Arsenal factory excels in supporting DoD pandemic priorities
By Debralee BestApril 29, 2020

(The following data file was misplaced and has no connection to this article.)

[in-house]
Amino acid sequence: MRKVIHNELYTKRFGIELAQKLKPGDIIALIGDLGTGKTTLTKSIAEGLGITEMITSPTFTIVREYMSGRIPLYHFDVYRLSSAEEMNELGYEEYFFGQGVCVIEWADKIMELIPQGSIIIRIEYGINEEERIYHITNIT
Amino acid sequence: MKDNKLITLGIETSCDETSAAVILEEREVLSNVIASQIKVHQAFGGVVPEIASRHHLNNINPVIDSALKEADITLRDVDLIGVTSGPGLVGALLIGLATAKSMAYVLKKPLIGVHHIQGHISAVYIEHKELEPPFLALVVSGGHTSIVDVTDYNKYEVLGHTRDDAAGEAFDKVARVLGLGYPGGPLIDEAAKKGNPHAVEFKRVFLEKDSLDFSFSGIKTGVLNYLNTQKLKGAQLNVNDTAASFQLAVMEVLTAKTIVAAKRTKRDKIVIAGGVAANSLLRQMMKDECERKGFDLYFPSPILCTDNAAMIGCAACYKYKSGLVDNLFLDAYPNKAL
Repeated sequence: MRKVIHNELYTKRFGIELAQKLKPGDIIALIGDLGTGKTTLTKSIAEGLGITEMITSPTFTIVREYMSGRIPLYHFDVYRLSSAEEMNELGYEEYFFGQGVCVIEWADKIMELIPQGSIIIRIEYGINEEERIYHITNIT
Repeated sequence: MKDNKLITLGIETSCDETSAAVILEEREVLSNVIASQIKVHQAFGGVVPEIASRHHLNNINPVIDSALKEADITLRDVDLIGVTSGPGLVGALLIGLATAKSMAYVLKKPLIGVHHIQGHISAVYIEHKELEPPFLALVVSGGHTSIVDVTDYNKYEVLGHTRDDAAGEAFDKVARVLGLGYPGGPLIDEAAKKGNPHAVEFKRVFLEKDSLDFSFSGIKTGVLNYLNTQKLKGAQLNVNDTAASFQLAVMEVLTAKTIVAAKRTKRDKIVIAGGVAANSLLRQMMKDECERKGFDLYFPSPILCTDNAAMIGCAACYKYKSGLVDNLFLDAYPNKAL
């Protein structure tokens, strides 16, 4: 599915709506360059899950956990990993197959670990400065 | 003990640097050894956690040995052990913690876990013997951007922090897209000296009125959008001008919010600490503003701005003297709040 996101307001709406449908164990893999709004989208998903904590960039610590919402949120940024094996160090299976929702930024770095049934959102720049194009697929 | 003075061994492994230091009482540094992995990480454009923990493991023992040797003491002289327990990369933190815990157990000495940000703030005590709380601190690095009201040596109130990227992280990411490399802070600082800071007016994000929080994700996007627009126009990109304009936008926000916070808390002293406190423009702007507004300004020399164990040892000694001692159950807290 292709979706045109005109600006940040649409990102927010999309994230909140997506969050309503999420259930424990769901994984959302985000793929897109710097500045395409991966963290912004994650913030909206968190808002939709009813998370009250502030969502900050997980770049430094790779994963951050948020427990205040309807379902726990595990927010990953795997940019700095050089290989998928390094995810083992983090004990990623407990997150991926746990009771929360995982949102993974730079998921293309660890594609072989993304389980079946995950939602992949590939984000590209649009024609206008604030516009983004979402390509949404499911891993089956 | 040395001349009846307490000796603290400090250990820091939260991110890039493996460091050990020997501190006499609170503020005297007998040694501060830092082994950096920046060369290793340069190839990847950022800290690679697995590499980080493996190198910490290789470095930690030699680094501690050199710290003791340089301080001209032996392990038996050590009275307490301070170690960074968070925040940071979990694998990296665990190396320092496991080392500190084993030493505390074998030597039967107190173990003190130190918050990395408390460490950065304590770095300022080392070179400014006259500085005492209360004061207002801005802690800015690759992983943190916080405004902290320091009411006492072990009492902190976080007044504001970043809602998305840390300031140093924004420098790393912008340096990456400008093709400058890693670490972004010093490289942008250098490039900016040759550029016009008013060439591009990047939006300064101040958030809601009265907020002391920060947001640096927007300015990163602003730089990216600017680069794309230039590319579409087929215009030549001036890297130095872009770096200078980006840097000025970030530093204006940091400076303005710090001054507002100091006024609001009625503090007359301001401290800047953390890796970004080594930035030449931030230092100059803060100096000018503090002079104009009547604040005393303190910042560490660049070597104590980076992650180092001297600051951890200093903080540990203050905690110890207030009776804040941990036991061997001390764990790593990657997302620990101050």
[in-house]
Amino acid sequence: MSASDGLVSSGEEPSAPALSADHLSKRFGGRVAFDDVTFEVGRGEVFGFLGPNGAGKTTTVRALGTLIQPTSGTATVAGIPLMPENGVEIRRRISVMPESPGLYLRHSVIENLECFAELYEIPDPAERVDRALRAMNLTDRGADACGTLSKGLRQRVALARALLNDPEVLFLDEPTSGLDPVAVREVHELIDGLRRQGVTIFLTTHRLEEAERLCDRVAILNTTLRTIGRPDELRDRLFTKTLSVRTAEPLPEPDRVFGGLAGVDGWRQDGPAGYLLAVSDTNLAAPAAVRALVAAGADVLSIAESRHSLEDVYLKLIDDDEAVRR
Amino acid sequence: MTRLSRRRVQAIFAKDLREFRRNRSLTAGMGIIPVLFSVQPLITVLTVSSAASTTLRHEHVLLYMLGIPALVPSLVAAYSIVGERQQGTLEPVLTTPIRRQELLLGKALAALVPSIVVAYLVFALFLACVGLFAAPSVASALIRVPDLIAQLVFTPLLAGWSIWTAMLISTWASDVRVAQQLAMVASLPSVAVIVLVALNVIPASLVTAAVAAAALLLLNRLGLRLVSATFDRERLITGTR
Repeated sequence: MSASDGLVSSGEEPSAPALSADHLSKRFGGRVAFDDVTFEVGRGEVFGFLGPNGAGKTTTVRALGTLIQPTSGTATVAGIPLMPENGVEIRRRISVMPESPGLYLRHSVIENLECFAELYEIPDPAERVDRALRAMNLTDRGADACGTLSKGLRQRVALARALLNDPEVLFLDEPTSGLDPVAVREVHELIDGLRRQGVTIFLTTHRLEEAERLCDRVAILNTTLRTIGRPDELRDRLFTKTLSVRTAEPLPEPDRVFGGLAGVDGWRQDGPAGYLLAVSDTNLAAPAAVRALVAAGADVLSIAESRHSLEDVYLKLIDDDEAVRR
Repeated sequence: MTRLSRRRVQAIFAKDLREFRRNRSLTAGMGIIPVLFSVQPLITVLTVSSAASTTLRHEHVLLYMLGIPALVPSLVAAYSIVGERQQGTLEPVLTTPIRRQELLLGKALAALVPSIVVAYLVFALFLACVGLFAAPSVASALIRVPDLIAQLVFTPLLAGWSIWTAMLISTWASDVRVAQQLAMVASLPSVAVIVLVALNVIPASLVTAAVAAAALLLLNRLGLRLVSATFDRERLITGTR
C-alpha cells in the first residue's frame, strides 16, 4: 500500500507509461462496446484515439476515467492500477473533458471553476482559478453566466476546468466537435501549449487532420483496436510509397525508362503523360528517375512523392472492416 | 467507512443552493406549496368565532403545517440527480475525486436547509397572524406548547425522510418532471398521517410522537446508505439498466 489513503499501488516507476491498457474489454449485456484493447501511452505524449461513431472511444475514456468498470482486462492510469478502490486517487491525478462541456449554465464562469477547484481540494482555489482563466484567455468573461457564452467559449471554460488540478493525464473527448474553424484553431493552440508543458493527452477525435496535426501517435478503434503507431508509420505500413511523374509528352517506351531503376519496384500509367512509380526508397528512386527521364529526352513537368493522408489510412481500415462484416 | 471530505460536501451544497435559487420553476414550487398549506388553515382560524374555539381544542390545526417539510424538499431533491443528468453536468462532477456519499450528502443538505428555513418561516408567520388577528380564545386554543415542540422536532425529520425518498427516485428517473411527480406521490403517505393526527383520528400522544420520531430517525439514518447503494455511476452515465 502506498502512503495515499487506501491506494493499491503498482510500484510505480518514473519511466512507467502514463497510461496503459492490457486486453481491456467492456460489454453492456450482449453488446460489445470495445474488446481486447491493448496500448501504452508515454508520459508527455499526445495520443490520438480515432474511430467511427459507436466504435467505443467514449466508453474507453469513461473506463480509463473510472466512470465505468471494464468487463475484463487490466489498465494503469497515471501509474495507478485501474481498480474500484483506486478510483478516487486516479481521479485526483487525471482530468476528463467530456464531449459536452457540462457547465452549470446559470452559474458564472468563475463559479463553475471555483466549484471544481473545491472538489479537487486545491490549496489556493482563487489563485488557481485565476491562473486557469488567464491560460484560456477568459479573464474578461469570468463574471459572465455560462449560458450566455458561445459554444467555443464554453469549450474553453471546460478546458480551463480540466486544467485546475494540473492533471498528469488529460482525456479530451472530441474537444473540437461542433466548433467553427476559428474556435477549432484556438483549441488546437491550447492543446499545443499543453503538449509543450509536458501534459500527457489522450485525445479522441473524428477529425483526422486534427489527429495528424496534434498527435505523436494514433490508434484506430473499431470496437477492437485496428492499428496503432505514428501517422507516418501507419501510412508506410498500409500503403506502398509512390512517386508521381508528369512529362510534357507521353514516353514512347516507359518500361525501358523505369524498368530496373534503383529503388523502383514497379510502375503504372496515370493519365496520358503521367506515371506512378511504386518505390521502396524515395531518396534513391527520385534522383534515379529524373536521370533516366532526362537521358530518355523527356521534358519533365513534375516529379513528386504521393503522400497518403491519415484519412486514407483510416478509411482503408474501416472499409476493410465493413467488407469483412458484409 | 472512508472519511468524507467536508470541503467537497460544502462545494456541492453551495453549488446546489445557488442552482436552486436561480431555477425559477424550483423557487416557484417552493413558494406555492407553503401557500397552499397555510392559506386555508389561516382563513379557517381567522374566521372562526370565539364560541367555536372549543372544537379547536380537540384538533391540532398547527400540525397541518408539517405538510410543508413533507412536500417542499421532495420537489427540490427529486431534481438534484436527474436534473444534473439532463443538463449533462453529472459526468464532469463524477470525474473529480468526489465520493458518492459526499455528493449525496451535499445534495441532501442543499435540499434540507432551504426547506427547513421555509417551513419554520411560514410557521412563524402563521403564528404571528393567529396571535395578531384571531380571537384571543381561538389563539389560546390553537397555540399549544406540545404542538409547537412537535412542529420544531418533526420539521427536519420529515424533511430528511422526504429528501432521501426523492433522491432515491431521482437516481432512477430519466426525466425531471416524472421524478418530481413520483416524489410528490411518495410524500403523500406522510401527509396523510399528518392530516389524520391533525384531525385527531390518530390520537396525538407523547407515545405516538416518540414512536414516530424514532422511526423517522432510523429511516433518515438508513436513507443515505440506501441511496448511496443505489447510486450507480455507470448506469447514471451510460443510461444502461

ROCK ISLAND ARSENAL, Ill. – The Department of Defense has three top priorities during the COVID-19 pandemic, according to Defense Secretary Dr. Mark T. Esper: Protecting the workforce, preventing the spread of the virus, and accomplishing the mission.Rock Island Arsenal – Joint Manufacturing and Technology Center demonstrated all of these priorities to Secretary of the Army Ryan D. McCarthy during his visit to the center April 17.“Clearly our nation is in need,” Col. Martin J. Hendrix III, commander, RIA-JMTC, said during McCarthy’s visit. “While our nation and our Army are no strangers to responding to natural disasters and internal concerns of our nation, COVID(-19) is a different animal. Most of us haven’t experienced a pandemic on this level and so the entire nation being in need at the same time really calls for an all-hands-on-deck approach. Being that we’re part of the Army Organic Industrial Base, we have the ability to turn on a dime when the Army needs us to do something.”RIA-JMTC’s commitment to protecting the workforce is apparent in many ways, the commander stated.First, by nature of the production lines and facilities within the Army’s Organic Industrial Base, much of the industrial artisan workforce is already working within the recommended social distancing guidelines, allowing them to continue their critical operations while taking the necessary steps to maintain a healthy working environment.RIA-JMTC leadership has also taken precautions to protect the workforce by limiting physical contact, including staggered break times, limiting unnecessary movement and reducing in-person meetings as well as implementing maximum telework as determined by the nature of the job an employee performs and leave options for high-risk employees.Additionally, 500 masks were ordered from a local vendor and distributed to personnel who most frequently cannot maintain social distancing, as well as 60 which were donated. Another 2,000 masks are ordered to build an inventory within the factory.Initiatives to reduce the spread of germs, thereby protecting the workforce from COVID-19, have also been implemented. More than 500 gallons of hand sanitizer were purchased and distributed to the workforce and touch-free hand sanitizer stations were installed throughout the factory. Thorough daily cleaning is conducted around the factory and a deep cleaning is performed when anyone shows potential symptoms of having the disease.Employees showing signs of sickness are told not to come to work and are sent home if they do.If an employee tests positive for COVID-19, their work area is immediately cordoned off and evacuated and a deep cleaning is scheduled. No employees are allowed in the area until a deep cleaning is complete. The employee’s supervisor then begins tracing procedures by identifying those who came into contact with the infected employee, as well as potential hot spots and personnel exposed to hot spots.JMTC is also supporting the fight against COVID-19 through manufacturing, especially with the Advanced and Additive Manufacturing Center of Excellence.“The Rock Island Arsenal has solutions to develop personal protective equipment as well as ventilator parts,” noted McCarthy. “With the dynamic nature of the U.S. Army, we are attacking the virus on all fronts.”As the pandemic began, the Center of Excellence quickly began work on a project to reverse engineer and 3-D print ventilator housing boxes as requested by the Army’s Medical Logistics Command. The parts will be used to repair 55 ventilators.“That’s one of the great things about having the advanced and additive manufacturing capability; we can very quickly prototype and produce parts that are needed and this is a great example,” said Hendrix. “Having an arsenal like JMTC with the Army’s Organic Industrial Base, we can very quickly change our priorities to meet the nation’s needs as directed by the Army. Having the Advanced Manufacturing Center of Excellence makes us even more nimble in our ability to do that.”Testing swabs could be 3-D printed next, pending an approved data package.“We’re still working the realm of the possible, on what can be done, and the team has looked through good ideas,” said Hendrix. “From the very beginning of this we’ve had people pulling designs, all the way down to no-touch door handles that we’re installing around the center and provided to other commands on the island. The team is really going after anything they can to help with the process.”RIA-JMTC continues to support readiness efforts with ongoing production of current programs. These programs include the M997A3 Ambulance, Heavy Equipment Transporter Urban Survivability Kit and small arms repair parts. Personnel were redirected where needed to minimize impacts to production and some production lines have been modified to allow employees to work more than six feet apart, although doing so has caused minor delays in production times.